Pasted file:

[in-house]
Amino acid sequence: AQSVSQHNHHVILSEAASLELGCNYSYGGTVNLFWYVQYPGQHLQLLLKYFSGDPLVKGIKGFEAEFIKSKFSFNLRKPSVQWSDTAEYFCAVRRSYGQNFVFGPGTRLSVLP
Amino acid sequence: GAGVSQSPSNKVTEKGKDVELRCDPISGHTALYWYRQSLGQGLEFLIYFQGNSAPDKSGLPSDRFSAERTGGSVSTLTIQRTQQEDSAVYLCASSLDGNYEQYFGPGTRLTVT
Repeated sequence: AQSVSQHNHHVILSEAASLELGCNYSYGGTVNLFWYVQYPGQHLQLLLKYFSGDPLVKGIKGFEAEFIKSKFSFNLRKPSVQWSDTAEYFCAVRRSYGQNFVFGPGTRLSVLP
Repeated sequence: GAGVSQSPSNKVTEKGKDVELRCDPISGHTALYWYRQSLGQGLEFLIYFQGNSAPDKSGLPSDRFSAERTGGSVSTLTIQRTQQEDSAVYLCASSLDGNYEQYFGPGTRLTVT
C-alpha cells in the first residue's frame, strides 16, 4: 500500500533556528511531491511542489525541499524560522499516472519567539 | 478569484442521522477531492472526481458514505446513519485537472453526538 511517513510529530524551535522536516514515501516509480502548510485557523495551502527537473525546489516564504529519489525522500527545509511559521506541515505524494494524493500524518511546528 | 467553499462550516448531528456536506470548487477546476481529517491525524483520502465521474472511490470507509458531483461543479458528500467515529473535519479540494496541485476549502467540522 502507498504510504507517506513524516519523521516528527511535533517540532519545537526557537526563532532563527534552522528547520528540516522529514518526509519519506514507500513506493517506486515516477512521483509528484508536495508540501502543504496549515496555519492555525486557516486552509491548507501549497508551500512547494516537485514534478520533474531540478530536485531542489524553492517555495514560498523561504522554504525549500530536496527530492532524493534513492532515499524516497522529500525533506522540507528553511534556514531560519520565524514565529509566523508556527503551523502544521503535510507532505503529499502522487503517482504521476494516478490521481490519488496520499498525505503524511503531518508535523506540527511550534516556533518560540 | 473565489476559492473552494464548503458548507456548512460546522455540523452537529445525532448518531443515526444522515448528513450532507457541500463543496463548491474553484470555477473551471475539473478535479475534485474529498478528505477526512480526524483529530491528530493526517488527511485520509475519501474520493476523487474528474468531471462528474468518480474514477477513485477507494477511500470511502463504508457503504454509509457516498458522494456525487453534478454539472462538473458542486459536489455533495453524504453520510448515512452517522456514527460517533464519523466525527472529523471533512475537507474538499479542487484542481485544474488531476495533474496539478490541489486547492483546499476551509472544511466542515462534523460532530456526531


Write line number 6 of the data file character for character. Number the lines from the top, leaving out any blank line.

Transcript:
C-alpha cells in the first residue's frame, strides 16, 4: 500500500533556528511531491511542489525541499524560522499516472519567539 | 478569484442521522477531492472526481458514505446513519485537472453526538 511517513510529530524551535522536516514515501516509480502548510485557523495551502527537473525546489516564504529519489525522500527545509511559521506541515505524494494524493500524518511546528 | 467553499462550516448531528456536506470548487477546476481529517491525524483520502465521474472511490470507509458531483461543479458528500467515529473535519479540494496541485476549502467540522 502507498504510504507517506513524516519523521516528527511535533517540532519545537526557537526563532532563527534552522528547520528540516522529514518526509519519506514507500513506493517506486515516477512521483509528484508536495508540501502543504496549515496555519492555525486557516486552509491548507501549497508551500512547494516537485514534478520533474531540478530536485531542489524553492517555495514560498523561504522554504525549500530536496527530492532524493534513492532515499524516497522529500525533506522540507528553511534556514531560519520565524514565529509566523508556527503551523502544521503535510507532505503529499502522487503517482504521476494516478490521481490519488496520499498525505503524511503531518508535523506540527511550534516556533518560540 | 473565489476559492473552494464548503458548507456548512460546522455540523452537529445525532448518531443515526444522515448528513450532507457541500463543496463548491474553484470555477473551471475539473478535479475534485474529498478528505477526512480526524483529530491528530493526517488527511485520509475519501474520493476523487474528474468531471462528474468518480474514477477513485477507494477511500470511502463504508457503504454509509457516498458522494456525487453534478454539472462538473458542486459536489455533495453524504453520510448515512452517522456514527460517533464519523466525527472529523471533512475537507474538499479542487484542481485544474488531476495533474496539478490541489486547492483546499476551509472544511466542515462534523460532530456526531